To complete this tutorial you will need…

First up, place the ZIF socket on the proto shield like so:

Solder all 28 pins for a solid connection!

Solder the following wires to the ZIF socket

  • Pin 1 to digital 10 - Blue (this wire connects underneath to the ZIF socket so make sure to 'jumper it so it solders directly to the ZIF pin, see the photos below)
  • Pin 7 to 5V - Red
  • Pin 8 to Ground - Black
  • Pin 9 to digital 9 - Gray
  • Pin 17 to digital 11 - Brown
  • Pin 18 to digital 12 - Orange
  • Pin 19 to digital 13 - Yellow
  • Pin 20 to +5V - Red
  • Pin 22 to Ground - Black
Follow the protoshield tutorial to solder in the Red LED into LED1 position, Green LED into LED2 position. Also solder in the two 1.0K resistors next to the LEDs. We'll use the LEDs as indicators. Then solder a wire from the LED2 breakout (white) to analog 0 and a wire from LED1 breakout (white) to digital 8.

Next add S1switch which you will press to start the programming process. You can just solder a wire (yellow) from the breakout near S1 to Analog 1.

We also soldered in a Piezo beeper, to give us feedback. One side is soldered into Analog 3 the other side is soldered to the ground rail right next to the analog breakouts.

Finally, you'll need to solder on the header to allow the shield to be placed on, break the 0.1" male header and place it into the Arduino sockets. Then place the shield above on top to solder it in place.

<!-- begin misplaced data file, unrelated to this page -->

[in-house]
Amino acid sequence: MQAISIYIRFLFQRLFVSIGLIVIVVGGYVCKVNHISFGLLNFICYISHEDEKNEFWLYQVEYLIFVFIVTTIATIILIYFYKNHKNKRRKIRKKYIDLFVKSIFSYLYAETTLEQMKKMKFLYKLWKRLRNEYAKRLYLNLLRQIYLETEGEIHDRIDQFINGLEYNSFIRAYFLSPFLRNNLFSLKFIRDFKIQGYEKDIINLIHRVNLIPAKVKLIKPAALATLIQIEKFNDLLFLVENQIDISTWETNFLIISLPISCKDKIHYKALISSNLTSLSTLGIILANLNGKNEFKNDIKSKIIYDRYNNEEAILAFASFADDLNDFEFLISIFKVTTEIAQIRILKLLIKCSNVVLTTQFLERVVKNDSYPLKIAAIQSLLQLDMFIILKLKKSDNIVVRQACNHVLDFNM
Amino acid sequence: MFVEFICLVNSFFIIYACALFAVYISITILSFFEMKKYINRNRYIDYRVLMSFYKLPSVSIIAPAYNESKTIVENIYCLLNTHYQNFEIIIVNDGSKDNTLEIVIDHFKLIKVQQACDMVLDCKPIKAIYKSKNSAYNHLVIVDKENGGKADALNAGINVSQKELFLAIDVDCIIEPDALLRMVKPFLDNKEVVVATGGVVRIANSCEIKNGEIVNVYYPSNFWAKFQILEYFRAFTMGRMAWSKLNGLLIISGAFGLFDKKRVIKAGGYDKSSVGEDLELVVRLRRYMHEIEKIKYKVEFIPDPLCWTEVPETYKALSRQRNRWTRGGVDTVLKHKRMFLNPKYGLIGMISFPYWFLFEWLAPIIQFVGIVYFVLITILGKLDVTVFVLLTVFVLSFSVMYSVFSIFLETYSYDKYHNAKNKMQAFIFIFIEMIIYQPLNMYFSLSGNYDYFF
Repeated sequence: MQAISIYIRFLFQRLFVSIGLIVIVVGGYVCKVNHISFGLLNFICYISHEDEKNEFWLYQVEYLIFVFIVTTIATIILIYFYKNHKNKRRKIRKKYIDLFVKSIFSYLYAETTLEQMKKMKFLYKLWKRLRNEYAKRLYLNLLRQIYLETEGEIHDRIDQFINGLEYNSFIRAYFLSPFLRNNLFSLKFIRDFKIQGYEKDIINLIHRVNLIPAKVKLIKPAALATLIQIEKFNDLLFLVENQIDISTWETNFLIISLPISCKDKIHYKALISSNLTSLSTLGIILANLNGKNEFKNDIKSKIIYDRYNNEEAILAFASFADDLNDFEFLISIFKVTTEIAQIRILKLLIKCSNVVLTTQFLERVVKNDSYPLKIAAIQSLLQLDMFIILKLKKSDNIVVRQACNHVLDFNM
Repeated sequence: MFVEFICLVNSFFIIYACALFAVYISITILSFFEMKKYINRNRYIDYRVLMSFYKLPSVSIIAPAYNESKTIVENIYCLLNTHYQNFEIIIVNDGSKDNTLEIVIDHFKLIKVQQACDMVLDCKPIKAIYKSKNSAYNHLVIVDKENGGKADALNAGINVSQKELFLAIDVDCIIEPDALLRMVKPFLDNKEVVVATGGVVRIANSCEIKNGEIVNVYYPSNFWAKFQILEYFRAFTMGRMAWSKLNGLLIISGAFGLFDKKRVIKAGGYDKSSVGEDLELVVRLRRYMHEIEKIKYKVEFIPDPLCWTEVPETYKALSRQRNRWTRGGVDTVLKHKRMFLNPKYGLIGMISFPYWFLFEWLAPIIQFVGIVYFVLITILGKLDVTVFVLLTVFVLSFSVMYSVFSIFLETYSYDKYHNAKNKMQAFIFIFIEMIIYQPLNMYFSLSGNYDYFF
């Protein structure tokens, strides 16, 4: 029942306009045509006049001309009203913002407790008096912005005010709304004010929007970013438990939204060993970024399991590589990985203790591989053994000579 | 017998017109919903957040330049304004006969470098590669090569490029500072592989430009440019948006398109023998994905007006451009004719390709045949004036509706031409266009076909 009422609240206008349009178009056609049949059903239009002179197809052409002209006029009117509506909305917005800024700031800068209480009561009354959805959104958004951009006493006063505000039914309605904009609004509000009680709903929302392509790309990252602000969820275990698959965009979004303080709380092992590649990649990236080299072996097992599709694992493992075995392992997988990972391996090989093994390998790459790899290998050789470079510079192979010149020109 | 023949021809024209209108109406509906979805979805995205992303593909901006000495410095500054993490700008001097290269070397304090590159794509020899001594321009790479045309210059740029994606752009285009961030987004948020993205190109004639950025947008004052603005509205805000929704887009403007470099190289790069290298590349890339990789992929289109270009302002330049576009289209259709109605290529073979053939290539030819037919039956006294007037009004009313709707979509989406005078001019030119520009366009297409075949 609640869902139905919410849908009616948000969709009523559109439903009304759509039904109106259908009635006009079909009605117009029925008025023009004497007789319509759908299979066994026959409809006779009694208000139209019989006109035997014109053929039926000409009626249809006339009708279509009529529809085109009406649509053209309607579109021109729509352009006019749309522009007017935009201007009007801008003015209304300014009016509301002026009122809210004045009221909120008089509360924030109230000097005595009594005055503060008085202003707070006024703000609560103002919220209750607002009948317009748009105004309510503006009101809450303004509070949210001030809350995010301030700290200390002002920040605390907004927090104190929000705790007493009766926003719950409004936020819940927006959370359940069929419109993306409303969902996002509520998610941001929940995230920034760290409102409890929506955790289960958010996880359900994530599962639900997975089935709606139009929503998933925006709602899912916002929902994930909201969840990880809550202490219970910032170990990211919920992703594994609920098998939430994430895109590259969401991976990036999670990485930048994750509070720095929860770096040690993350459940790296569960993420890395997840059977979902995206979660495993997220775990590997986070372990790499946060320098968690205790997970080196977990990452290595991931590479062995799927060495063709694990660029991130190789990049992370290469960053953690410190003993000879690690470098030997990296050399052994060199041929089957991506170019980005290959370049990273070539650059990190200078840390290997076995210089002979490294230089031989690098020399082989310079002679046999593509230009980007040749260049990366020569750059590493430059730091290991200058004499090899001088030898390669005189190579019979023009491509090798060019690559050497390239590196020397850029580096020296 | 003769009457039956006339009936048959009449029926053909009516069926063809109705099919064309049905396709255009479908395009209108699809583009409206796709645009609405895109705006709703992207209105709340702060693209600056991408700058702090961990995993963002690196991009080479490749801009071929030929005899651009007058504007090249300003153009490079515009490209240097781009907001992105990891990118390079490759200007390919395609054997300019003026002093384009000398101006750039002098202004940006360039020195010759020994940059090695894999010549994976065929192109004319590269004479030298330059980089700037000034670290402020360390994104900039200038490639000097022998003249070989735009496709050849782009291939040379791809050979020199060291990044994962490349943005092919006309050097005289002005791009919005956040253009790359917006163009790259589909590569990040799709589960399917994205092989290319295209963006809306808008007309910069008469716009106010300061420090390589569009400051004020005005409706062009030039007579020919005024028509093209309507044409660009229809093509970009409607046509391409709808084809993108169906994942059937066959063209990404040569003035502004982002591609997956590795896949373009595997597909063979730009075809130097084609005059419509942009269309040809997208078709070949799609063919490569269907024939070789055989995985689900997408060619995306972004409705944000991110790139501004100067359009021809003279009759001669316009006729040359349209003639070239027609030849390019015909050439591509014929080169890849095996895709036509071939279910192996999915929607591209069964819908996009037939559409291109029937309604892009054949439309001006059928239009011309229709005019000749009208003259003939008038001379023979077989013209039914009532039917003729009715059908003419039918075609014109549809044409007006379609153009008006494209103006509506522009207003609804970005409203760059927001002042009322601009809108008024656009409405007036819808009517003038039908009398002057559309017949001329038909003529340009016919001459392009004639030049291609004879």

If you need to see what the bottom looks like, it will be something like this. Except ours has a ton of rosin on it because we ended up moving the socket for this prototype, so that brown rosin stuff probably wont be on yours!

Thats it!

Next, download the codebase from github. Make a sketch floader called adaLoader in your Arduino sketch collection and copy the pde and helper files in. Restart the IDE and open up that sketch, compile it and upload it to your Arduino.

We have one report that the IDE v1.0.1 does not work with this sketch. Please try v23 or v1.0 if you have problems. You only need to use that version for uploading the sketch to the programmer Arduino, the chips will work with any version of the IDE
We also have a report that this procedure does not work with Arduino 1.5.2. Use the latest mainstream Arduino release instead!
Now you can use it, very easy…just insert the chip, lock it down and press the button. While programming, the green LED is lit. When done, the piezo will beep once. If the red LED is lit, a problem occured.
Once you have programmed the chip with our default code you can use it in an existing Arduino board, compatible, or breadboard style. You will need a 16 MHz crystal on the clock pins, so don't forget it!
The standalone sketch will only program ATmega328P chips and it will program them with our "adaBoot" Bootloader not Optiboot! Select Duemilanove with 328 when uploading to Arduinos that use the bootloaded chip, even if you are using it in an UNO branded Arduino!

This guide was first published on Jul 23, 2013. It was last updated on Jul 23, 2013.

This page (Assembly) was last updated on May 26, 2022.

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